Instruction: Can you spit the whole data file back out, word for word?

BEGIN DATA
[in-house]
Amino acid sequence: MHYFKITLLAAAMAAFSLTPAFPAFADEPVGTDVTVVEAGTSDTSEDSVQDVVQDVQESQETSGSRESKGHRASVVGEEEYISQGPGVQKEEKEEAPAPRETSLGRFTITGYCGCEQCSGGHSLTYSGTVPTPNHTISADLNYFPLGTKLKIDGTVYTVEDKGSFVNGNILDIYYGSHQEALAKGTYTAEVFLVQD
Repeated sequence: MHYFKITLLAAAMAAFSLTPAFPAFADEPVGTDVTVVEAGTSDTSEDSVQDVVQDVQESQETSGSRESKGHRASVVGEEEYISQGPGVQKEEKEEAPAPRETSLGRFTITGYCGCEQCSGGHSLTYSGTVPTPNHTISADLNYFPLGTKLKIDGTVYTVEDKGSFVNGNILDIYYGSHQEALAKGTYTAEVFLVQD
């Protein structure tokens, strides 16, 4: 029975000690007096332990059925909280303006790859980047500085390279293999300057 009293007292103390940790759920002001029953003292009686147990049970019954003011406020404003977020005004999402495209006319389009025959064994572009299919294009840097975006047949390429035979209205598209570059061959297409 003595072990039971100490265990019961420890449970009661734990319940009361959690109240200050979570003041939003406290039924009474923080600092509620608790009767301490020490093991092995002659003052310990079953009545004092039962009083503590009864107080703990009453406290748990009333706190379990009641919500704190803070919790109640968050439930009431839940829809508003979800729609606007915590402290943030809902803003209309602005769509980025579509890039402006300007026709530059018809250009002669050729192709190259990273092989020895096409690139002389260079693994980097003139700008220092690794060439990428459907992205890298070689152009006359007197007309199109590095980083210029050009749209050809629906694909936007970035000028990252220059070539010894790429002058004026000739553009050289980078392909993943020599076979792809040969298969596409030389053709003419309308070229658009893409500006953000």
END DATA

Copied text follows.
[in-house]
Amino acid sequence: MHYFKITLLAAAMAAFSLTPAFPAFADEPVGTDVTVVEAGTSDTSEDSVQDVVQDVQESQETSGSRESKGHRASVVGEEEYISQGPGVQKEEKEEAPAPRETSLGRFTITGYCGCEQCSGGHSLTYSGTVPTPNHTISADLNYFPLGTKLKIDGTVYTVEDKGSFVNGNILDIYYGSHQEALAKGTYTAEVFLVQD
Repeated sequence: MHYFKITLLAAAMAAFSLTPAFPAFADEPVGTDVTVVEAGTSDTSEDSVQDVVQDVQESQETSGSRESKGHRASVVGEEEYISQGPGVQKEEKEEAPAPRETSLGRFTITGYCGCEQCSGGHSLTYSGTVPTPNHTISADLNYFPLGTKLKIDGTVYTVEDKGSFVNGNILDIYYGSHQEALAKGTYTAEVFLVQD
């Protein structure tokens, strides 16, 4: 029975000690007096332990059925909280303006790859980047500085390279293999300057 009293007292103390940790759920002001029953003292009686147990049970019954003011406020404003977020005004999402495209006319389009025959064994572009299919294009840097975006047949390429035979209205598209570059061959297409 003595072990039971100490265990019961420890449970009661734990319940009361959690109240200050979570003041939003406290039924009474923080600092509620608790009767301490020490093991092995002659003052310990079953009545004092039962009083503590009864107080703990009453406290748990009333706190379990009641919500704190803070919790109640968050439930009431839940829809508003979800729609606007915590402290943030809902803003209309602005769509980025579509890039402006300007026709530059018809250009002669050729192709190259990273092989020895096409690139002389260079693994980097003139700008220092690794060439990428459907992205890298070689152009006359007197007309199109590095980083210029050009749209050809629906694909936007970035000028990252220059070539010894790429002058004026000739553009050289980078392909993943020599076979792809040969298969596409030389053709003419309308070229658009893409500006953000």